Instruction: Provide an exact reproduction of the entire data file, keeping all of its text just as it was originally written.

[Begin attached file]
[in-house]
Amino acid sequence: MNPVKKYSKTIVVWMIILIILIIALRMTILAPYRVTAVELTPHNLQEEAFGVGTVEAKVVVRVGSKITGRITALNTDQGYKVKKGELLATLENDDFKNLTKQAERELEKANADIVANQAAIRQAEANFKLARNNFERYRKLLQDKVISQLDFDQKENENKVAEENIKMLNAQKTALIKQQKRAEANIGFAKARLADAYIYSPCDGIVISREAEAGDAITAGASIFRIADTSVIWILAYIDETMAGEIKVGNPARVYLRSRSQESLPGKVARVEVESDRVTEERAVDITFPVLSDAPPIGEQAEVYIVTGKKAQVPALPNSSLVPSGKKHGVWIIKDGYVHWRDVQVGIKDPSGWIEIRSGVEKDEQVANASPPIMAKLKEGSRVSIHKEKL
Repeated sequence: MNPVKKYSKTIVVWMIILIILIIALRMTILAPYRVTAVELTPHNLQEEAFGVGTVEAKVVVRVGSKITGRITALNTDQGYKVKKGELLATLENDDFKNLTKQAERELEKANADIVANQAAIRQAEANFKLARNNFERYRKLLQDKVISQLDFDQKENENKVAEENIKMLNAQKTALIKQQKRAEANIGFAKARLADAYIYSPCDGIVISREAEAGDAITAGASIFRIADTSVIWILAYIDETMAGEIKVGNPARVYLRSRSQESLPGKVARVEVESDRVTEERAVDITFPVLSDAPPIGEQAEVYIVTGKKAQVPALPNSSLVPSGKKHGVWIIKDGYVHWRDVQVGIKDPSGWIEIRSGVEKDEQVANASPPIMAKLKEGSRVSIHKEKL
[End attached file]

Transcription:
[in-house]
Amino acid sequence: MNPVKKYSKTIVVWMIILIILIIALRMTILAPYRVTAVELTPHNLQEEAFGVGTVEAKVVVRVGSKITGRITALNTDQGYKVKKGELLATLENDDFKNLTKQAERELEKANADIVANQAAIRQAEANFKLARNNFERYRKLLQDKVISQLDFDQKENENKVAEENIKMLNAQKTALIKQQKRAEANIGFAKARLADAYIYSPCDGIVISREAEAGDAITAGASIFRIADTSVIWILAYIDETMAGEIKVGNPARVYLRSRSQESLPGKVARVEVESDRVTEERAVDITFPVLSDAPPIGEQAEVYIVTGKKAQVPALPNSSLVPSGKKHGVWIIKDGYVHWRDVQVGIKDPSGWIEIRSGVEKDEQVANASPPIMAKLKEGSRVSIHKEKL
Repeated sequence: MNPVKKYSKTIVVWMIILIILIIALRMTILAPYRVTAVELTPHNLQEEAFGVGTVEAKVVVRVGSKITGRITALNTDQGYKVKKGELLATLENDDFKNLTKQAERELEKANADIVANQAAIRQAEANFKLARNNFERYRKLLQDKVISQLDFDQKENENKVAEENIKMLNAQKTALIKQQKRAEANIGFAKARLADAYIYSPCDGIVISREAEAGDAITAGASIFRIADTSVIWILAYIDETMAGEIKVGNPARVYLRSRSQESLPGKVARVEVESDRVTEERAVDITFPVLSDAPPIGEQAEVYIVTGKKAQVPALPNSSLVPSGKKHGVWIIKDGYVHWRDVQVGIKDPSGWIEIRSGVEKDEQVANASPPIMAKLKEGSRVSIHKEKL